Published by HarperTeen on January 2nd 2018
In the kingdom of Sempera, time is currency—extracted from blood, bound to iron, and consumed to add time to one’s own lifespan. The rich aristocracy, like the Gerlings, tax the poor to the hilt, extending their own lives by centuries.
No one resents the Gerlings more than Jules Ember. A decade ago, she and her father were servants at Everless, the Gerlings’ palatial estate, until a fateful accident forced them to flee in the dead of night. When Jules discovers that her father is dying, she knows that she must return to Everless to earn more time for him before she loses him forever.
But going back to Everless brings more danger—and temptation—than Jules could have ever imagined. Soon she’s caught in a tangle of violent secrets and finds her heart torn between two people she thought she’d never see again. Her decisions have the power to change her fate—and the fate of time itself.
In Everless time is money. Literally. This concept is fascinating. So when I heard about this book I knew I was going to have to pick it up. Then along comes the Booked All Night podcast, one of my favorite bookish podcasts I know of, and they didn’t like it! “oh no,” I thought “what if it’s bad?” But it didn’t sound awful, mostly just a bit predictable. So I listened to the whole episode and did something I never do: I let it spoil me.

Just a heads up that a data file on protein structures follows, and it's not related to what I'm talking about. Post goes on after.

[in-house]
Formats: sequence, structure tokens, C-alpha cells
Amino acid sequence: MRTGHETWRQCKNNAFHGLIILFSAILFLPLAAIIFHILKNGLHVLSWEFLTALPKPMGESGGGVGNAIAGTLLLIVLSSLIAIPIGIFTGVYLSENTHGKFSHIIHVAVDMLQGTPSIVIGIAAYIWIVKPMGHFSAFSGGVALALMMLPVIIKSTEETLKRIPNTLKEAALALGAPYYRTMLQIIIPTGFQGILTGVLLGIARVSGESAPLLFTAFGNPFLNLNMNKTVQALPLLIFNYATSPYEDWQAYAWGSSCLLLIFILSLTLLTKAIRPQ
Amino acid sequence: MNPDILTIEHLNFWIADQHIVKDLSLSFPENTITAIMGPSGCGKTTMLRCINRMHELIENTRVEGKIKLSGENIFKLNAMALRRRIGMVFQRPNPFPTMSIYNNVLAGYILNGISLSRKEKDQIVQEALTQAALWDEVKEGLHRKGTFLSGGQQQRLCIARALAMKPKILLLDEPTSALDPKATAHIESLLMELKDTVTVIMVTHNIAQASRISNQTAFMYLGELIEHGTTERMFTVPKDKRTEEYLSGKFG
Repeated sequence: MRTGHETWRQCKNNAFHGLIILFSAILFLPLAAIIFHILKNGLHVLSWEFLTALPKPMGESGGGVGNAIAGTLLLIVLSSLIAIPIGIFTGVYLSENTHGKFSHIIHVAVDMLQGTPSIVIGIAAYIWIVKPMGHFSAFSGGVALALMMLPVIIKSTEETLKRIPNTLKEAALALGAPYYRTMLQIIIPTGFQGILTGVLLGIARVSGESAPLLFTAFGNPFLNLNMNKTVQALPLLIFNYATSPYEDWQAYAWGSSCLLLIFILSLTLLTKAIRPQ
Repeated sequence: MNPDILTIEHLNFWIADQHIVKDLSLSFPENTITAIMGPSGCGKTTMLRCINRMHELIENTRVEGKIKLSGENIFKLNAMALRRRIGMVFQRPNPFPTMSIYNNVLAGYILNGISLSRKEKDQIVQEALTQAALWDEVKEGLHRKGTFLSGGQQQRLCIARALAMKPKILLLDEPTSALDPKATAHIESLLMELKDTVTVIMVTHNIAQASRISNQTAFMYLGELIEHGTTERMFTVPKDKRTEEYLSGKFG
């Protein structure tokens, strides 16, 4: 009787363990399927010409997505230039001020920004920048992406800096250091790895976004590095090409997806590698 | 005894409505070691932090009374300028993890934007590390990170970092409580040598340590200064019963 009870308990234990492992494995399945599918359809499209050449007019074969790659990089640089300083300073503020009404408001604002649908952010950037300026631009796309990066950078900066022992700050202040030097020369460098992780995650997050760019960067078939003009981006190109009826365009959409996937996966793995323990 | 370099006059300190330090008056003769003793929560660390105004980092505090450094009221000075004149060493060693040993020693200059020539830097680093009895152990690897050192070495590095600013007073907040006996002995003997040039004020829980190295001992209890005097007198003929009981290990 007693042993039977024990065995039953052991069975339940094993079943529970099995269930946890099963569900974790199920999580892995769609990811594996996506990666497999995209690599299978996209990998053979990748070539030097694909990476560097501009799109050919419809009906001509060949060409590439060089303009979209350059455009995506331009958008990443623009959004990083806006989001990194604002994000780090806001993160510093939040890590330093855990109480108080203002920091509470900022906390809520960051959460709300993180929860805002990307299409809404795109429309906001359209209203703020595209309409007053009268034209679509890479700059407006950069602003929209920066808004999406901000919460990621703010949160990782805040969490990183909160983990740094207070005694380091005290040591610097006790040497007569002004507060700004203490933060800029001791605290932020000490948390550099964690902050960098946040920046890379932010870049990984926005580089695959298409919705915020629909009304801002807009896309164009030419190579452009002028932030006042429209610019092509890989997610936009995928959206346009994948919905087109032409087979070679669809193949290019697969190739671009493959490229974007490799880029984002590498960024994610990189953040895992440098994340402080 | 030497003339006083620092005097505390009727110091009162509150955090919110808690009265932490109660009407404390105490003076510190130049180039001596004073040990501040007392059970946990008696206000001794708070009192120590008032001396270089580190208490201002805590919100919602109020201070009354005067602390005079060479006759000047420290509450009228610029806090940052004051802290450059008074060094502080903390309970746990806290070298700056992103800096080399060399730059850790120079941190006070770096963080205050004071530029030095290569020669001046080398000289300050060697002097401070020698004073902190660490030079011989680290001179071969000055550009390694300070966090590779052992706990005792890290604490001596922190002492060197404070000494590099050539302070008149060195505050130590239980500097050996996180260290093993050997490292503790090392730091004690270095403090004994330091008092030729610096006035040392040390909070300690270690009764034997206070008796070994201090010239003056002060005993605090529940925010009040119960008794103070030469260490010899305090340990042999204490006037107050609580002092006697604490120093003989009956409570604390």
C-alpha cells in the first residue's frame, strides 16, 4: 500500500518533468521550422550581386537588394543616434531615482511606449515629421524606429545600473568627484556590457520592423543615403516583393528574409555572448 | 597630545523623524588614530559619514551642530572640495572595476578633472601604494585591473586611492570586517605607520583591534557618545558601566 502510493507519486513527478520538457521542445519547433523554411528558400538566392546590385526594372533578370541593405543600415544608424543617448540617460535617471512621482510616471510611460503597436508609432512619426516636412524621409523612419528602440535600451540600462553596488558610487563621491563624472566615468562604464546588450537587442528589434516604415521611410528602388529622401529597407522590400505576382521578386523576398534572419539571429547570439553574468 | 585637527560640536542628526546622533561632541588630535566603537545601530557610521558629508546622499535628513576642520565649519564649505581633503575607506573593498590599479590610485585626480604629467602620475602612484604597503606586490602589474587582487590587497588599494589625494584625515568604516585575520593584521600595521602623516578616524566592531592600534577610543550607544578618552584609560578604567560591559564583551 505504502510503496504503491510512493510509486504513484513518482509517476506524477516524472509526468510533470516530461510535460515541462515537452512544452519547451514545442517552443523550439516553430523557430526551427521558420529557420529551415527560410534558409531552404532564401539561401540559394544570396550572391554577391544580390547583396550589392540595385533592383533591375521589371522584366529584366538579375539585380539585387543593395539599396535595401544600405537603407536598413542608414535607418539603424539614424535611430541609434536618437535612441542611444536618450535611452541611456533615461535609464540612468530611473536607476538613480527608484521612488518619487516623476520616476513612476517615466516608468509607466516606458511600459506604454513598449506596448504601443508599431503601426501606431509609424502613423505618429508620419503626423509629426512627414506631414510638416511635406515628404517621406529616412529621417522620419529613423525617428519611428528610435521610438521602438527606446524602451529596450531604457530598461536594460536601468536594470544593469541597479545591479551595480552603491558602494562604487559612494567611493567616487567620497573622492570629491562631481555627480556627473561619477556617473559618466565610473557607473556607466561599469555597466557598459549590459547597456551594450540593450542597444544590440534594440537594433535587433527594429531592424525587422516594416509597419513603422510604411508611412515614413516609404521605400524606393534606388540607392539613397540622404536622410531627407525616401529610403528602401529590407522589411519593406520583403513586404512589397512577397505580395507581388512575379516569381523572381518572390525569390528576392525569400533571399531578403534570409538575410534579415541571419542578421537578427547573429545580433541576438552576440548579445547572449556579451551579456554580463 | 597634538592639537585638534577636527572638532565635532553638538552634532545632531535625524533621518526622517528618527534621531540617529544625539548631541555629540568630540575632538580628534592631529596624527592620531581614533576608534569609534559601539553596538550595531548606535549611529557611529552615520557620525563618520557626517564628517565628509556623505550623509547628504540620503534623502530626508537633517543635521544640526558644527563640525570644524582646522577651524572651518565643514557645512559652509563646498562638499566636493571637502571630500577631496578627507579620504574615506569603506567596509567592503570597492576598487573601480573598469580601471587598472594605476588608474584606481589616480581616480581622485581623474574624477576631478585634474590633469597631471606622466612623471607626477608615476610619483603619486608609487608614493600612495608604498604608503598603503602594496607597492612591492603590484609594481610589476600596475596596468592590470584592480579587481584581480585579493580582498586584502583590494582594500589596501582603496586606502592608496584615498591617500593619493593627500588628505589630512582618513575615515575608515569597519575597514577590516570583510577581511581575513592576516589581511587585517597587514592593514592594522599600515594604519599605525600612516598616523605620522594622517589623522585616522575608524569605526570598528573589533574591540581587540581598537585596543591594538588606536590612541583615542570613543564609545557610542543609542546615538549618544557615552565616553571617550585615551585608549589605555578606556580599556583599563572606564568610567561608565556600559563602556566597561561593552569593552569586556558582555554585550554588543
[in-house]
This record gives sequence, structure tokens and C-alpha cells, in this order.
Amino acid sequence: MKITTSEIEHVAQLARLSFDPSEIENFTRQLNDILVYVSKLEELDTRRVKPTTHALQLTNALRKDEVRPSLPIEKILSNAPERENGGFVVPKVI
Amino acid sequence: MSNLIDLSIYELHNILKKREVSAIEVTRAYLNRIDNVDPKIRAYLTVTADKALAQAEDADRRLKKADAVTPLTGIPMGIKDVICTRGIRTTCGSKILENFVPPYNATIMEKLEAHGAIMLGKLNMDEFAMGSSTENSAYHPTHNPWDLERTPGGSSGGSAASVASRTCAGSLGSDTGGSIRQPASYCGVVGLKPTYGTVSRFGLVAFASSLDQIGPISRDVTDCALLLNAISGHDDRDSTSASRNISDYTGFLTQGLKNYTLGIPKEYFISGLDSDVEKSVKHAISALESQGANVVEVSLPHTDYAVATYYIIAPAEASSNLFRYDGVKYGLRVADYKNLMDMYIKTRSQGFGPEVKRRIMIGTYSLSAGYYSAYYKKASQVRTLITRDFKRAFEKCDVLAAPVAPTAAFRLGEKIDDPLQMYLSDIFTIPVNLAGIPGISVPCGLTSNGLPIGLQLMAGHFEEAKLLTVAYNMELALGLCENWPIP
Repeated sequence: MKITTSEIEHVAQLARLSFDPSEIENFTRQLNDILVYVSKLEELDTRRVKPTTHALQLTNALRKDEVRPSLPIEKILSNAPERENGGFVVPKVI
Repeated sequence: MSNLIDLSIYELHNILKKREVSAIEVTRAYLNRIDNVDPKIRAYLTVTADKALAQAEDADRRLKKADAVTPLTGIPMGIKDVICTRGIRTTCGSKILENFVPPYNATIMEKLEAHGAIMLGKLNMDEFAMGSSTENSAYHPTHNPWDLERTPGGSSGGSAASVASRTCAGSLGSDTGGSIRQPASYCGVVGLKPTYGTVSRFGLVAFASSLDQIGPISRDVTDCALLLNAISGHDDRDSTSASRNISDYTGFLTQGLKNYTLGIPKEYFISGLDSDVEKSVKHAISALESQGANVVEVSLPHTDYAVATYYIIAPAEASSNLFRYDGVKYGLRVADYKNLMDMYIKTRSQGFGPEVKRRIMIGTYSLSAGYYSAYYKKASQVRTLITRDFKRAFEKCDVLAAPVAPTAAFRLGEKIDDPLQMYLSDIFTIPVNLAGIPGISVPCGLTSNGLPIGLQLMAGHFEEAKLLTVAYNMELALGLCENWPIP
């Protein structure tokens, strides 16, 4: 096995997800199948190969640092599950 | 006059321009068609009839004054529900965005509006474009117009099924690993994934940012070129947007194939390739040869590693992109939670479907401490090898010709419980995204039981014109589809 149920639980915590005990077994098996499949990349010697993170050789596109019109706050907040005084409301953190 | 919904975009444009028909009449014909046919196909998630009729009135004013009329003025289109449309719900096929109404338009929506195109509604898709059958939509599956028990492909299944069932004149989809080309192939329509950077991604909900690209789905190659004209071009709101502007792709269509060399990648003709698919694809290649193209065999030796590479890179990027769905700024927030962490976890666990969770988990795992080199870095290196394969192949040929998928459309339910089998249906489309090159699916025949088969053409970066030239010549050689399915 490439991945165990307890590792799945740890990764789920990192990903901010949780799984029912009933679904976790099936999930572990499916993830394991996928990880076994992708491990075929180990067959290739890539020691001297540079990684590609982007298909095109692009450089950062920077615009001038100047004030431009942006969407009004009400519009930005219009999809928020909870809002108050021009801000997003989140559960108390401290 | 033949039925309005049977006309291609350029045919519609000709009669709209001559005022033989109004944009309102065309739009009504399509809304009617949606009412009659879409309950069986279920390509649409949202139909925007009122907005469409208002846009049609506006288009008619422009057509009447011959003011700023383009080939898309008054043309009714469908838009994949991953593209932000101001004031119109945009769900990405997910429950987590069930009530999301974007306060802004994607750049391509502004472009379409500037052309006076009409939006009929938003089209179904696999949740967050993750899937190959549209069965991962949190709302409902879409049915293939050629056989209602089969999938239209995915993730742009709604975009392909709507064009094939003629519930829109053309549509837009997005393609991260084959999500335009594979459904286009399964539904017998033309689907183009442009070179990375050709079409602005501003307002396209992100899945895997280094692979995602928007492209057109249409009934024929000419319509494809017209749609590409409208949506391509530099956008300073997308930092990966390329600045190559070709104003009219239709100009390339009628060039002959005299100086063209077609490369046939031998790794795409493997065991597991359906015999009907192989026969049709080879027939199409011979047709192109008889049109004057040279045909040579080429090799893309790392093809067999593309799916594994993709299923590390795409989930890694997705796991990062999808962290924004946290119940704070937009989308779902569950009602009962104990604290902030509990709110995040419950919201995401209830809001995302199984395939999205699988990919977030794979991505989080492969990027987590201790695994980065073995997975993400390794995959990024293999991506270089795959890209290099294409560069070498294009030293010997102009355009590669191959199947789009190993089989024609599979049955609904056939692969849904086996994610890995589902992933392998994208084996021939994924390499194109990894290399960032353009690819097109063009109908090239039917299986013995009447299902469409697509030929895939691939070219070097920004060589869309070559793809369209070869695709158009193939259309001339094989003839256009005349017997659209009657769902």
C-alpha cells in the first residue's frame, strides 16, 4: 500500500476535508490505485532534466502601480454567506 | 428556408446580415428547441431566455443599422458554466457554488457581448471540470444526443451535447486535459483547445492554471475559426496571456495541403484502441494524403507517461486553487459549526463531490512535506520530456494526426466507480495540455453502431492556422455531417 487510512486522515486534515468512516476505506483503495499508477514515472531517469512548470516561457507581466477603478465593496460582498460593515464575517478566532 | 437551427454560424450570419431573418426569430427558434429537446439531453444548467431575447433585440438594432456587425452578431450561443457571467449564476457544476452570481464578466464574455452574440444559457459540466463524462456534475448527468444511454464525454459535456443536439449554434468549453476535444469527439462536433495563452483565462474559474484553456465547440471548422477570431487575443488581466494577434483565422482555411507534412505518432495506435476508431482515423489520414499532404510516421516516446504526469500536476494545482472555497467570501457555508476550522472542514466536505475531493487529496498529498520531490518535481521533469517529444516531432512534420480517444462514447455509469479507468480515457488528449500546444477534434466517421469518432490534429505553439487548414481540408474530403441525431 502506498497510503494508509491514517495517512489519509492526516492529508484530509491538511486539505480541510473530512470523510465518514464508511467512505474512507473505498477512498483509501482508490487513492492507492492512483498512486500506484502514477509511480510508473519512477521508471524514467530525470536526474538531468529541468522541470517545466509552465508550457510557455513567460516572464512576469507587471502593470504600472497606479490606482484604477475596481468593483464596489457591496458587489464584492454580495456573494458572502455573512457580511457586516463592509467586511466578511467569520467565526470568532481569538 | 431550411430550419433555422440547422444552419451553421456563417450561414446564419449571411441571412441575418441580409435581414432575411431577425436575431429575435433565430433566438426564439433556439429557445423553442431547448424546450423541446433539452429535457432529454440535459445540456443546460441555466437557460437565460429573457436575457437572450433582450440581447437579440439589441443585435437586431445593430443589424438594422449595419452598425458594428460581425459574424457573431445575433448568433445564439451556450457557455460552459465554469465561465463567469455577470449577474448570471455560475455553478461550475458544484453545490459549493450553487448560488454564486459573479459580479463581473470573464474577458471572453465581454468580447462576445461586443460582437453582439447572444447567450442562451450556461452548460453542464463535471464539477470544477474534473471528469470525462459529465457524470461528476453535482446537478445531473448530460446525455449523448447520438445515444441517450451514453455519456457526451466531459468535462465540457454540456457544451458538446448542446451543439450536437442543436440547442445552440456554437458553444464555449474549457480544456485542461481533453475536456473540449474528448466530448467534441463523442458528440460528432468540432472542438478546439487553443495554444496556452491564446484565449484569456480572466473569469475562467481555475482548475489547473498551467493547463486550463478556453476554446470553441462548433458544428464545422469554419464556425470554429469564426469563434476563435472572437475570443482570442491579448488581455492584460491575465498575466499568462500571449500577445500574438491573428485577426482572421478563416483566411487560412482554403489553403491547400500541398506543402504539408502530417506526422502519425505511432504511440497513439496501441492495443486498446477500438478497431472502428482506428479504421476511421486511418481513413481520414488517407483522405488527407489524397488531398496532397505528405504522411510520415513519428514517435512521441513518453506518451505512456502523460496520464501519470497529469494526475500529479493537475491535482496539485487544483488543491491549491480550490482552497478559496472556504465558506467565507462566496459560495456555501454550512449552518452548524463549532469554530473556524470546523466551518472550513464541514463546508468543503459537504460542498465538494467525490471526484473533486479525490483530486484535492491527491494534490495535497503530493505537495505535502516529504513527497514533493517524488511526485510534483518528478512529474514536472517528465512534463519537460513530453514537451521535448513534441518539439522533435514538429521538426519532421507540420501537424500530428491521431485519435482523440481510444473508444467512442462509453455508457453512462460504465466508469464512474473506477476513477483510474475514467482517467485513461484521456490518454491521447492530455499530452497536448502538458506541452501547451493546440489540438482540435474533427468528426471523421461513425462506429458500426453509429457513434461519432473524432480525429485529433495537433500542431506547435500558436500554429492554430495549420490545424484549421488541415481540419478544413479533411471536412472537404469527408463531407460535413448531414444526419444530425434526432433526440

Because of this I went into the book having a vague idea of where it was going to go and the basic twists it was going to hit. What I was most concerned about was how they were going to get there. Was the journey worthy of the pay off?
The answer is yes, for the most part. For a person who reads a lot of YA and is very familiar with the tropes and mechanics of story telling, yes, this book will be very easy to suss out. You’ll probably be able to see where its going just by following the clues. HOWEVER, Everless does take a twist and turn it around on its head. Yes you’ll see something coming, but what you’ll see won’t be exactly what you thing. And that is what I appreciated most out of this book.
If I were asked what I thought the theme or lesson of this book was I guess I would say “Things aren’t always what they seem.” The casual reader will not expect at least 3 of the major twists in this book. Holland takes this theme and weaves it throughout Everless, creating a beautiful story from it.
While the story and plot are probably my favorite parts of this book, don’t think I didn’t enjoy the characters as well. While they may not be the most complex characters ever written they are really enjoyable to read about. Everyone from the heir to the lowliest servant has a role to play, and they’re all fairly interesting.
I really enjoyed this book. Once I got into the meat of it I couldn’t put it down. It’s a very compelling read. I can’t wait to see what happens in the next one since this is definitely a series I’m going to be continuing with. Proof that predictability does not a bad story make.
What did you think of Everless? Share your thoughts in the comments.
From my shelf to yours,